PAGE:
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Business Success Profile - Oriental Rug

By Merrie Spaeth, KERA 90.1 commentator

Dallas, TX – Heard yesterday's news about lack of confidence in the economy? Well, people are continuing to start small businesses. Last Friday, the Small Business Administration issued its latest update. Small businesses are where the action is. Maxine Shapiro is on vacation, For KERA Marketplace Middays, I'm Merrie Spaeth.

Last year in Texas, the number of small businesses increased, despite the recession! I understand why. In the '87 downturn, I started mine. I had to. No one would hire me. Best thing that ever happened to me. And Dallas is the place to do it. Take Oriental Rug, on Ross Avenue downtown. Started in 1911 by an Armenian immigrant from Turkey - that's an American story in itself. Ellen Amirkan, the founder's granddaughter, runs it today. Incidentally, here in Texas, women own about 25% of small businesses. You know diversity is the big buzzword? Oriental Rug has a work force of African Americans, Hispanics, someone from Bosnia and from Eritrea. It's fascinating to see them all huddled with Ellen in a discussion about how to restore an antique Sarook.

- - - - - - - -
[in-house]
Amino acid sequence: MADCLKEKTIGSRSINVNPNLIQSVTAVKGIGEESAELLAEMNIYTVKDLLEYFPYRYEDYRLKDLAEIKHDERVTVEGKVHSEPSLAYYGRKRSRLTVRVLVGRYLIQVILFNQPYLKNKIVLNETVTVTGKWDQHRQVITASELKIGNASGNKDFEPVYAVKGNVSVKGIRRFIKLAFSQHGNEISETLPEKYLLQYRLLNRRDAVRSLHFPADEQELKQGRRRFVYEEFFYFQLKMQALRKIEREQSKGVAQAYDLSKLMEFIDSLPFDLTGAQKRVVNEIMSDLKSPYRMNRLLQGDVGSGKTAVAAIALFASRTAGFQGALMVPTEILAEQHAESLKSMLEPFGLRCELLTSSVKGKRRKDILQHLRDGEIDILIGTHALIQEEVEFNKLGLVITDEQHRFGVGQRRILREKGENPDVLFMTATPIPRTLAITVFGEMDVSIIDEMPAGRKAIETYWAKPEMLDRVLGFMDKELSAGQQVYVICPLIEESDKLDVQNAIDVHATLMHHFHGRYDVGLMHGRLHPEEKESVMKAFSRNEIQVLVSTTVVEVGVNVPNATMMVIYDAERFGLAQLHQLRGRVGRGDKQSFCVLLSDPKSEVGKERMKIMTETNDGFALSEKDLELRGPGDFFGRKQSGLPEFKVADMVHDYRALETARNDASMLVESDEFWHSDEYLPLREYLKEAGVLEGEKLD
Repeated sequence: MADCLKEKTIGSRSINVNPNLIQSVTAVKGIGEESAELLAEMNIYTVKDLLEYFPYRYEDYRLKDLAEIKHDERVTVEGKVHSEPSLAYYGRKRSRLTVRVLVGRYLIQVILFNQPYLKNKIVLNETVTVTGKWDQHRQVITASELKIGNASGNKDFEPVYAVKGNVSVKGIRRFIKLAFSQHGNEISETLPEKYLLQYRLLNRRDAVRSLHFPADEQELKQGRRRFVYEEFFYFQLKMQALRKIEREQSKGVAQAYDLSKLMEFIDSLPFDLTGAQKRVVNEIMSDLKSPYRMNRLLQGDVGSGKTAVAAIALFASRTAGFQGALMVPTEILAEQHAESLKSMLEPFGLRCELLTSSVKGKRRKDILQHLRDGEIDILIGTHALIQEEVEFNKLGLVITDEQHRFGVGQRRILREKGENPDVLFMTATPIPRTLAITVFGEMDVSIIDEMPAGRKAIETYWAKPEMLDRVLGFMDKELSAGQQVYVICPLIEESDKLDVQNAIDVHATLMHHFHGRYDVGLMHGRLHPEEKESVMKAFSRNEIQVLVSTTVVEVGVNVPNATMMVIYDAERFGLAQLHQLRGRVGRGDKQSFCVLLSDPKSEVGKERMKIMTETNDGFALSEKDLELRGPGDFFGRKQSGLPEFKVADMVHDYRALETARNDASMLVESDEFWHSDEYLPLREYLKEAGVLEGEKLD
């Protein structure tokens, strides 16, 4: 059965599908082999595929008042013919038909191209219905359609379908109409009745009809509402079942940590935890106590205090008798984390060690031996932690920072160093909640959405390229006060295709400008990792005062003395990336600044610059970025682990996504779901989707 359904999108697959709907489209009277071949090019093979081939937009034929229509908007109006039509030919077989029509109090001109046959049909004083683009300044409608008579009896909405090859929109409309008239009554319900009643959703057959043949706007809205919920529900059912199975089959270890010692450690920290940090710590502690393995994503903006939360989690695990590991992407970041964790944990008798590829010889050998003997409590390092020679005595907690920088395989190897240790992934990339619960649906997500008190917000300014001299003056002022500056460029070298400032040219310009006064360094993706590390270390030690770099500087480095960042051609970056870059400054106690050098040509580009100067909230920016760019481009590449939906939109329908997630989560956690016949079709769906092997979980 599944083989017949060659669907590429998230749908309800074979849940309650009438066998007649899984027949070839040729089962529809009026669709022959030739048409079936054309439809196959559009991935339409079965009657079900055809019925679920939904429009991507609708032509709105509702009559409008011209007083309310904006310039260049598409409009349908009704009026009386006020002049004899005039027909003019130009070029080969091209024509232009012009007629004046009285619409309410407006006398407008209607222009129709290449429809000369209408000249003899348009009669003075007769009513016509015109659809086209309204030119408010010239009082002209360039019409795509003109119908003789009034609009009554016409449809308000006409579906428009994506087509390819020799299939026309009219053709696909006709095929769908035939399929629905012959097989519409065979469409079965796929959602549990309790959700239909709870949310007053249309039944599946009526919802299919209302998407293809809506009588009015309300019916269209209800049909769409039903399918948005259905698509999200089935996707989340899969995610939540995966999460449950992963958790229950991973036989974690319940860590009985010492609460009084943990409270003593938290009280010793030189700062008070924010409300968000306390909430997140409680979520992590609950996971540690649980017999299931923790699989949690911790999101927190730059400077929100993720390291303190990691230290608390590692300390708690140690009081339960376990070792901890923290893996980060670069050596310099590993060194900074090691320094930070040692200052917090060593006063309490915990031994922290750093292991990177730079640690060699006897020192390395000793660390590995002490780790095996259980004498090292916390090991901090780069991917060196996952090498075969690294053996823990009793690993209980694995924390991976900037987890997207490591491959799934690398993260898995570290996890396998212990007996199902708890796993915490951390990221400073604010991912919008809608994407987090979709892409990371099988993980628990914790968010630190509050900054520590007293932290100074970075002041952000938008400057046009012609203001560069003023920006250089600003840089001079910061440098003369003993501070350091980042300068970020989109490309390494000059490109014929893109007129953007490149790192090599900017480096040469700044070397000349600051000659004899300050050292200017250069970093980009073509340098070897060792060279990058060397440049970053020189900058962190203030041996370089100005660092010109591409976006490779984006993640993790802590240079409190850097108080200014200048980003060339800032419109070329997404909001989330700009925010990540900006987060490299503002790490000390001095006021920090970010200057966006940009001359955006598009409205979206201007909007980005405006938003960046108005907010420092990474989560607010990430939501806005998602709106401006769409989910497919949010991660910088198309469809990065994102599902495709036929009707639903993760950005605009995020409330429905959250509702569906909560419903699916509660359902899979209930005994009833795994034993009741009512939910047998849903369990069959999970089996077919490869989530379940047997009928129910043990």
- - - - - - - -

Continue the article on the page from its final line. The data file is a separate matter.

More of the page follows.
The company provides cleaning, appraisal - Ellen is considered one of the country's experts - and restoration. Recently, a man came in with what he described as an old rag. His parents had died and the rug had been out in the barn. No one else wanted it. Ellen spotted it as an old Mahal - Persian - from 1910. The wool portion had been eaten by moths, but the cotton warp was intact. It took a while but when it was restored, it was worth between $30,000 and $40,000.

Now what's the lesson here? Expertise and experience matter. Seems there's a big difference in how you approach a Tabriz made in 1990 from one in 1920. The threads and dyes are very different. Clean it wrong and you turn it into dust. Integrity lets small businesses compete and survive. The Amirkans could have told this guy the rug was worthless. Training and respect are what make a really diverse work force, and this company stayed downtown on Ross for the convenience of their skilled workers.

Economic contractions force a lot of people to strike out on their own, just as Ellen Amirkan's grandfather did - and it's good thing - for them, for Dallas, for the country. For KERA Marketplace Middays, I'm Merrie Spaeth.

Merrie Spaeth is a communications consultant in Dallas.